Repo Rate Back To Pre-covid Levels At 5.4% – Free PDF Download


What has happened?

  • The Reserve Bank of India (RBI) raised the repo rate by 50 bps to 5.40% on August 5 for the third consecutive time and
  • Retained its stance of ‘withdrawal of accommodation’ to ensure that inflation remains under control.
  • The Repo rate is now back to pre-pandemic levels, the highest since August 2019.

  • The RBI rate-setting committee was unanimous in its decision on lifting the rates as the current inflation remains above RBI’s comfort zone.
  • The Reserve Bank’s rate-setting panel – Monetary Policy Committee – started the meet on August 3 for three days to deliberate on the prevailing economic situation.


  • The RBI Governor said that the household inflation expectations have eased, but remain elevated.
  • CPI inflation for July-September is seen at 7.1%, October-December is seen at 6.4 per cent, while January-March 2023 is pegged at 5.8 per cent.
  • Governor Shaktikanta Das said that the consumer price inflation has eased from its surge in April but remains uncomfortably high and above upper threshold of target.

GDP forecast

  • RBI Governor Shaktikanta Das said that the FY23 GDP growth forecast has been retained at 7.2%.
  • To cushion the impact of the Covid-induced lockdown, the central bank slashed the repo rate in March 2020 and maintained the status quo in the benchmark interest rate for almost two years.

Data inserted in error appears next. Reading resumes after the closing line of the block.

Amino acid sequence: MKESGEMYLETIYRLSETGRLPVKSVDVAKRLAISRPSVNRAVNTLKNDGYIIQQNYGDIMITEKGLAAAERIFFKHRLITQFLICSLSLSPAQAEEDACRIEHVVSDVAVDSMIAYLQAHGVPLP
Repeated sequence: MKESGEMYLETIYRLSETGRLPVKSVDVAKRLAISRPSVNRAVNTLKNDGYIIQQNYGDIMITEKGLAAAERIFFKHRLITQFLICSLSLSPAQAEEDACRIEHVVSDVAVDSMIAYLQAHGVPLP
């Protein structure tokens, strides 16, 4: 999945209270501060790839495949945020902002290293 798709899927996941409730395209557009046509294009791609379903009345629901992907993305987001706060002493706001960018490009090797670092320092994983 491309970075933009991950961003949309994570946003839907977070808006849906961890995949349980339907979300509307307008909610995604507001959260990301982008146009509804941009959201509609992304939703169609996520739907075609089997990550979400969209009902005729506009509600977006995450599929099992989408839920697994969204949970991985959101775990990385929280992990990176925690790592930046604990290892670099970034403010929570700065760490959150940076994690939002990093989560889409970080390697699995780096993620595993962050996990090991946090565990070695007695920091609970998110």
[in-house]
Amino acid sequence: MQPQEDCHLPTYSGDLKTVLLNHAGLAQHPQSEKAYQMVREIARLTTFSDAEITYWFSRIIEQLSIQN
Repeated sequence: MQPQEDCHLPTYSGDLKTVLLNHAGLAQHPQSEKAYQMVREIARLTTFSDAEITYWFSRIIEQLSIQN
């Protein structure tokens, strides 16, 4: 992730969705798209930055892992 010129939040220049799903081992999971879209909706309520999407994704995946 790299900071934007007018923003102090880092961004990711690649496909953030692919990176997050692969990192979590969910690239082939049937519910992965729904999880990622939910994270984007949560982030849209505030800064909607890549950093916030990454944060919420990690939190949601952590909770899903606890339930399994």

• It first increased its key lending rate in two years since Covid in a surprise move on May 4, 2022.

RBI on Rupee depreciation

  • Governor Shaktikanta Das said rupee has fared much better than many reserve currencies or Asian currencies.
  • “Depreciation of rupee is due to strength of the dollar, rather than any weakness in India’s macro fundamentals.
  • Remain focused on maintaining the stability of the rupee,” he added.

FDI inflows

  • The RBI Governor said that FDI inflows improved to USD 13.6 billion in the first quarter of the current fiscal, against USD 11.6 billion in the corresponding period last year.
  • He further said that FPIs after remaining in exit mode in first quarter have turned positive in July, said RBI Governor.

External factors

  • The Governor said the inflation trajectory will depend upon global markets and geopolitical developments.
  • “There has been some let up in commodity prices and softening in global food prices.
  • The resumption of wheat supply from the Black Sea region could help tamper inflation,” he said.
  • If the monsoon is normal, and at an average crude oil price of $105 per barrel for the year, “inflation is projected at 6.7% in 2022-23,” Das.
  • The Governor highlighted the risks being faced globally and the impact it will have on emerging economies, including India.
  • He said that while the International Monetary Fund has highlighted recession risk and revised global growth, for emerging market economies the risks are magnified as they have domestic inflation concerns and there will be impact of monetary tightening worldwide.

Q) The concept of weaker sections under ‘priority sector lending’ was introduced on the recommendation of which of the following committees?

  1. Krishnaswami Committee
  2. Varshney Committee
  3. Gadgil Committee
  4. Abid Hussain Committee




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